Go the Gigapan!

Copyright David Bergman http://www.gigapan.org/viewGigapan.php?id=17217

At first, this may look like an unassuming photo of President Obama's Inaugural Address.

If you click through to this link of an image taken by David Bergman, you can scroll around the photo, zooming in until you see minute detail - like the distinctive white L-series Canon lenses used by the photographers who are perched on the white scaffolding structure just off centre of the photo, or in the stands virtually right in the centre of the photo. You can even see the faces of people in the crowds - pretty amazing! Click the link - it's a spinout.

I learnt that this is a gigapan - kind of like a panorama photo on steroids. The image you see above is made up of 220 individually captured images, all stitched together in post-production, to form a whopping 1.57 gigapixel image.

From the link above, I started to read about GigaPan, which according to its website is "the newest development of the Global Connection Project, which aims to help us meet our neighbors across the globe, and learn about our planet itself. GigaPan will help bring distant communities and peoples together through images that have so much detail that they are, themselves, the objects of exploration, discovery and wonder."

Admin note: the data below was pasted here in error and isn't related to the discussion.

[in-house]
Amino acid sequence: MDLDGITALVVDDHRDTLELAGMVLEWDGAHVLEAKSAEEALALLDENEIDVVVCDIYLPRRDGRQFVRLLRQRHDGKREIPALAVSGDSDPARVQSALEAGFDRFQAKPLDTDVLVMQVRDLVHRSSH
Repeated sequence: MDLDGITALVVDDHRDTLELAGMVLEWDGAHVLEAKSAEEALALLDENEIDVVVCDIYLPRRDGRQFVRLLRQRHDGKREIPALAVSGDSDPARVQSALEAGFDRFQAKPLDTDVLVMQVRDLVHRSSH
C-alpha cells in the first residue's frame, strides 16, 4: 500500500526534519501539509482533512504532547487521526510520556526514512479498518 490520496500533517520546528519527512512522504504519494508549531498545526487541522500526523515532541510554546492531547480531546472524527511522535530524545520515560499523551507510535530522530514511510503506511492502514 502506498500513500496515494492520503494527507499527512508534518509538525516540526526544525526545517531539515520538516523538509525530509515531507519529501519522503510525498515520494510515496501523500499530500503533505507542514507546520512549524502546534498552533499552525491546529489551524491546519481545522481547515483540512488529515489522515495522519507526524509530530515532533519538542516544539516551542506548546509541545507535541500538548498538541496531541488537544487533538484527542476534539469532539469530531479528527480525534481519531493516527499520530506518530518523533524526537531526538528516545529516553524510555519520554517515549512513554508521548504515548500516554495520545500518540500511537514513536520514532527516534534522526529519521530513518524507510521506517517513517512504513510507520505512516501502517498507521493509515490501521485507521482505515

"GigaPan consists of three technological developments: a robotic camera mount for capturing very high-resolution (gigapixel and up) panoramic images using a standard digital camera; custom software for constructing very high-resolution gigapixel panoramas; and, a new type of website for exploring, sharing and commenting on gigapixel panoramas and the detail our users will discover within them.

The GigaPan website allows hosting and sharing all kinds of panoramas, and so the robotic GigaPan mount is recommended but is certainly not required to be part of this community."

The GigaPan site has all sorts of cool mega-photos that you can zoom in and look around - the most popular images, as currently ranked by the GigaPan community are of Dubai,  Hanauma Bay in Hawaii, a Macedonian landscape and this image above of the Presidential Address.

My mind boggles at what technology makes possible - and I'm guessing, the computing power required to stitch together 220 images. My little laptop grinds to a halt now when I use some of the more complex Photoshop actions.

Computing power aside, I reckon it's cool. Maybe I can convince Santa to buy me a GigaPan Panohead - like I need more camera gear! :)

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